UNITED STATES—Nature is messy. It is that simple. Leaves, flowers, fruits and stems regularly fall from vegetation onto the ground. Animals contribute their mess too. Insects and microorganisms seem to eliminate most of the mess. In reality, they merely accelerate the process of recycling the mess back into more mess. Decomposing organic matter sustains viable vegetation as it perpetuates the process.
Natural mess serves many other purposes as well. It really is an important component of ecology. It retains moisture and insulates the soil. Many plants drop foliage that inhibits the germination of competing plants. Many merely smother competing plants with their mess. Several, particularly locally, produce combustible debris to incinerate their competition in the next convenient forest fire!
Obviously, the sort of mess that is so beneficial in nature is not so desirable in home gardens. Even if weed suppression and moisture retention are appealing, combustibility is not! Neither is any mess that vegetation deposits onto hardscapes, roofs or lawns. Such mess becomes more apparent as deciduous trees defoliate this time of year. Most produced no other mess since last year.
Deciduous trees are so messy!
As messy as deciduous trees are, they are generally no messier than evergreen trees. They just happen to defoliate within a very limited season, rather than throughout the year. Some evergreen trees shed more in a particular season, typically as new foliage replaces the old. Otherwise, they shed slowly and persistently throughout the year. The mess seems like less, but is just prolonged.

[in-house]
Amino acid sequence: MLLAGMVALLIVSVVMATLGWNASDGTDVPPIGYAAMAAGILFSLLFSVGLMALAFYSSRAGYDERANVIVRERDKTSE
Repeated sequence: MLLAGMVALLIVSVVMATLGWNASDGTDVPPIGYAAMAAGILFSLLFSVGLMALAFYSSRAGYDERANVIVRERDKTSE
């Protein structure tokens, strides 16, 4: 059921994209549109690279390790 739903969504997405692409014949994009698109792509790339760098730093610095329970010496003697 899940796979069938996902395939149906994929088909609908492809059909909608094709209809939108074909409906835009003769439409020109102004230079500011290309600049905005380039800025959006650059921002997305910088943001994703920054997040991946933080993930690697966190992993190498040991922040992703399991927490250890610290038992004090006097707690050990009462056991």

Both evergreen and deciduous trees serve their respective purposes. Evergreen trees obscure unwanted scenery all year. Deciduous trees provide cooling shade for summer, and allow warming sunlight through for winter. The misconception that deciduous trees are necessarily messier should not exclude them from home gardens. Deciduous trees are often the most appropriate options.
Every species and cultivar of tree is unique. Many deciduous trees actually are messier than some evergreen trees. However, most are not.
Highlight: Arizona Cypress
If Hetz blue juniper grew as a tree, it might look something like Arizona cypress, Cupressus arizonica. The evergreen foliage of modern cultivars is almost as blue as blue spruce. Older trees that grew from seed (not cloned) can exhibit significant genetic variability, and are more grayish green than blue. Some are stout and shrubby. Taller specimens might exhibit sculpturally irregular form.
In the wild, Arizona cypress is even more variable, with as many as five distinct varieties. Some varieties are sometimes classified as separate species. Shorter types may get no taller than a two-story house. Taller types get twice as tall, and as wide as 30 feet. Trunks can get two feet wide. Smooth Arizona cypress has patches of distinctively flaking bark over shiny chestnut brown bark.
Arizona cypress are best where they can develop their natural form. They prefer no more than minor pruning of awkward stems. Although, none seem to mind grooming to eliminate dead or aging stems. Modern cultivars are more conducive to minor pruning than older trees. Some cultivars supposedly make nicely dense shorn hedges. Furthermore, shearing enhances the blue foliar color.
Horticulturist Tony Tomeo can be contacted at tonytomeo.com.